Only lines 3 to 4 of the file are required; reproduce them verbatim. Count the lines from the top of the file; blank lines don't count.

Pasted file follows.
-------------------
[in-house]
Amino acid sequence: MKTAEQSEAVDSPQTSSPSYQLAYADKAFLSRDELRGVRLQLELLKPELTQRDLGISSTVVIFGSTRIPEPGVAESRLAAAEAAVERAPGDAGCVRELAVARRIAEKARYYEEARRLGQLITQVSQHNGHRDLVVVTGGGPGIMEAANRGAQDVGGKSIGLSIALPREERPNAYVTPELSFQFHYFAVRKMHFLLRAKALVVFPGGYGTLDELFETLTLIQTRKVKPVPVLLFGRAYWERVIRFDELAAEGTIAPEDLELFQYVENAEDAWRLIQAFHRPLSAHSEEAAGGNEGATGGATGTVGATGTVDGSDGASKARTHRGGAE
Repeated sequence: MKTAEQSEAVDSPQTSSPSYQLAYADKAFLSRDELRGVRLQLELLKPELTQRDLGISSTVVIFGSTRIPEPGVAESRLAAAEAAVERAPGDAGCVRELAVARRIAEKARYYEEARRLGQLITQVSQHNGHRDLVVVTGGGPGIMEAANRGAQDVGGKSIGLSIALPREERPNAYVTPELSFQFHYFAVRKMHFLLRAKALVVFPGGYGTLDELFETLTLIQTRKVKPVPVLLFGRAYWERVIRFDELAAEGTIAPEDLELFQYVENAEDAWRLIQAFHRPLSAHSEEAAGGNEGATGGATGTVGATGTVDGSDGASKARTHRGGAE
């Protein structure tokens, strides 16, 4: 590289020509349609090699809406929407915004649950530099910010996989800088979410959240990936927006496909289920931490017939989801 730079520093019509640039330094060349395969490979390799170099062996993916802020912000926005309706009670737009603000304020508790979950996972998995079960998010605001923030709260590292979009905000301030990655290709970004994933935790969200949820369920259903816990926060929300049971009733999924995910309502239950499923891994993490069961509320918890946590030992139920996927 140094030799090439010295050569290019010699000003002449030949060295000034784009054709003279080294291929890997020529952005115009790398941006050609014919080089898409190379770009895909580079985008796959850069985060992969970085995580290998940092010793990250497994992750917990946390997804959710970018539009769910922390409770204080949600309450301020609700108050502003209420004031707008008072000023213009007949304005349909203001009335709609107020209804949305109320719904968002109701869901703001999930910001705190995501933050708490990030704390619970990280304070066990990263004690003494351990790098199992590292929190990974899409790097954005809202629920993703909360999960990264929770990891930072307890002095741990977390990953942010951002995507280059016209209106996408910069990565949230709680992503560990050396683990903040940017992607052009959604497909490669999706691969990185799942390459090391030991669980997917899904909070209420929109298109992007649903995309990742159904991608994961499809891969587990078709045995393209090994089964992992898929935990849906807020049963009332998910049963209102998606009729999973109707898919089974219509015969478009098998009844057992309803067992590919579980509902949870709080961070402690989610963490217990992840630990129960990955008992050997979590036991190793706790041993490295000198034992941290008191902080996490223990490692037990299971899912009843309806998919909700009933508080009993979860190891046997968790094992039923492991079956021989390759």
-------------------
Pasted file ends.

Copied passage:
Repeated sequence: MKTAEQSEAVDSPQTSSPSYQLAYADKAFLSRDELRGVRLQLELLKPELTQRDLGISSTVVIFGSTRIPEPGVAESRLAAAEAAVERAPGDAGCVRELAVARRIAEKARYYEEARRLGQLITQVSQHNGHRDLVVVTGGGPGIMEAANRGAQDVGGKSIGLSIALPREERPNAYVTPELSFQFHYFAVRKMHFLLRAKALVVFPGGYGTLDELFETLTLIQTRKVKPVPVLLFGRAYWERVIRFDELAAEGTIAPEDLELFQYVENAEDAWRLIQAFHRPLSAHSEEAAGGNEGATGGATGTVGATGTVDGSDGASKARTHRGGAE
């Protein structure tokens, strides 16, 4: 590289020509349609090699809406929407915004649950530099910010996989800088979410959240990936927006496909289920931490017939989801 730079520093019509640039330094060349395969490979390799170099062996993916802020912000926005309706009670737009603000304020508790979950996972998995079960998010605001923030709260590292979009905000301030990655290709970004994933935790969200949820369920259903816990926060929300049971009733999924995910309502239950499923891994993490069961509320918890946590030992139920996927 140094030799090439010295050569290019010699000003002449030949060295000034784009054709003279080294291929890997020529952005115009790398941006050609014919080089898409190379770009895909580079985008796959850069985060992969970085995580290998940092010793990250497994992750917990946390997804959710970018539009769910922390409770204080949600309450301020609700108050502003209420004031707008008072000023213009007949304005349909203001009335709609107020209804949305109320719904968002109701869901703001999930910001705190995501933050708490990030704390619970990280304070066990990263004690003494351990790098199992590292929190990974899409790097954005809202629920993703909360999960990264929770990891930072307890002095741990977390990953942010951002995507280059016209209106996408910069990565949230709680992503560990050396683990903040940017992607052009959604497909490669999706691969990185799942390459090391030991669980997917899904909070209420929109298109992007649903995309990742159904991608994961499809891969587990078709045995393209090994089964992992898929935990849906807020049963009332998910049963209102998606009729999973109707898919089974219509015969478009098998009844057992309803067992590919579980509902949870709080961070402690989610963490217990992840630990129960990955008992050997979590036991190793706790041993490295000198034992941290008191902080996490223990490692037990299971899912009843309806998919909700009933508080009993979860190891046997968790094992039923492991079956021989390759």